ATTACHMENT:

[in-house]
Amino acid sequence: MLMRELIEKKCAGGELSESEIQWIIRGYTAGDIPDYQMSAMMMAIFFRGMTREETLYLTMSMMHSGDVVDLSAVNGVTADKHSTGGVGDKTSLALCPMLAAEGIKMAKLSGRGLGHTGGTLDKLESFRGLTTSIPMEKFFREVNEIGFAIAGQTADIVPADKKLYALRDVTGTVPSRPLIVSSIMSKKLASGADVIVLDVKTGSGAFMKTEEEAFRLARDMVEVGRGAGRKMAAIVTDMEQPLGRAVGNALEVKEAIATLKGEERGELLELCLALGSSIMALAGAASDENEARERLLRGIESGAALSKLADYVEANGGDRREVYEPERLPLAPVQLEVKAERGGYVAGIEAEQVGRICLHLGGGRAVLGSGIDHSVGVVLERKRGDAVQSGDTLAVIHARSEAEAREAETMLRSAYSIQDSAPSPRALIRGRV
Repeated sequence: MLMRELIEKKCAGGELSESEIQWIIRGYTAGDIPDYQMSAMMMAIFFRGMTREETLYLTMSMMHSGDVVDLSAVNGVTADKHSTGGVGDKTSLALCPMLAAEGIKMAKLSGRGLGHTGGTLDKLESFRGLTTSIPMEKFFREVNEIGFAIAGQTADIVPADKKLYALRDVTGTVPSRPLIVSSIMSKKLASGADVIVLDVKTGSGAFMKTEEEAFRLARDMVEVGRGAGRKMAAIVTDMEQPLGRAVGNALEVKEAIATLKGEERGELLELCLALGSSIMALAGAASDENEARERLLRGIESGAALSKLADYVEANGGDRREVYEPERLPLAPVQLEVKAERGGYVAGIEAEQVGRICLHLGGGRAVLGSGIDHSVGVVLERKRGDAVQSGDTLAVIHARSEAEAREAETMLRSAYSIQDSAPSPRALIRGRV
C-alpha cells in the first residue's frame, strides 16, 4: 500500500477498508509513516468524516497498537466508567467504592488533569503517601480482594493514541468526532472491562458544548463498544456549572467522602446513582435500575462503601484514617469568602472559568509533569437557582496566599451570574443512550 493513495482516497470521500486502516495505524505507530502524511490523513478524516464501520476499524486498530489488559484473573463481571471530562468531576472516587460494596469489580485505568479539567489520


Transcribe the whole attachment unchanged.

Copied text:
[in-house]
Amino acid sequence: MLMRELIEKKCAGGELSESEIQWIIRGYTAGDIPDYQMSAMMMAIFFRGMTREETLYLTMSMMHSGDVVDLSAVNGVTADKHSTGGVGDKTSLALCPMLAAEGIKMAKLSGRGLGHTGGTLDKLESFRGLTTSIPMEKFFREVNEIGFAIAGQTADIVPADKKLYALRDVTGTVPSRPLIVSSIMSKKLASGADVIVLDVKTGSGAFMKTEEEAFRLARDMVEVGRGAGRKMAAIVTDMEQPLGRAVGNALEVKEAIATLKGEERGELLELCLALGSSIMALAGAASDENEARERLLRGIESGAALSKLADYVEANGGDRREVYEPERLPLAPVQLEVKAERGGYVAGIEAEQVGRICLHLGGGRAVLGSGIDHSVGVVLERKRGDAVQSGDTLAVIHARSEAEAREAETMLRSAYSIQDSAPSPRALIRGRV
Repeated sequence: MLMRELIEKKCAGGELSESEIQWIIRGYTAGDIPDYQMSAMMMAIFFRGMTREETLYLTMSMMHSGDVVDLSAVNGVTADKHSTGGVGDKTSLALCPMLAAEGIKMAKLSGRGLGHTGGTLDKLESFRGLTTSIPMEKFFREVNEIGFAIAGQTADIVPADKKLYALRDVTGTVPSRPLIVSSIMSKKLASGADVIVLDVKTGSGAFMKTEEEAFRLARDMVEVGRGAGRKMAAIVTDMEQPLGRAVGNALEVKEAIATLKGEERGELLELCLALGSSIMALAGAASDENEARERLLRGIESGAALSKLADYVEANGGDRREVYEPERLPLAPVQLEVKAERGGYVAGIEAEQVGRICLHLGGGRAVLGSGIDHSVGVVLERKRGDAVQSGDTLAVIHARSEAEAREAETMLRSAYSIQDSAPSPRALIRGRV
C-alpha cells in the first residue's frame, strides 16, 4: 500500500477498508509513516468524516497498537466508567467504592488533569503517601480482594493514541468526532472491562458544548463498544456549572467522602446513582435500575462503601484514617469568602472559568509533569437557582496566599451570574443512550 493513495482516497470521500486502516495505524505507530502524511490523513478524516464501520476499524486498530489488559484473573463481571471530562468531576472516587460494596469489580485505568479539567489520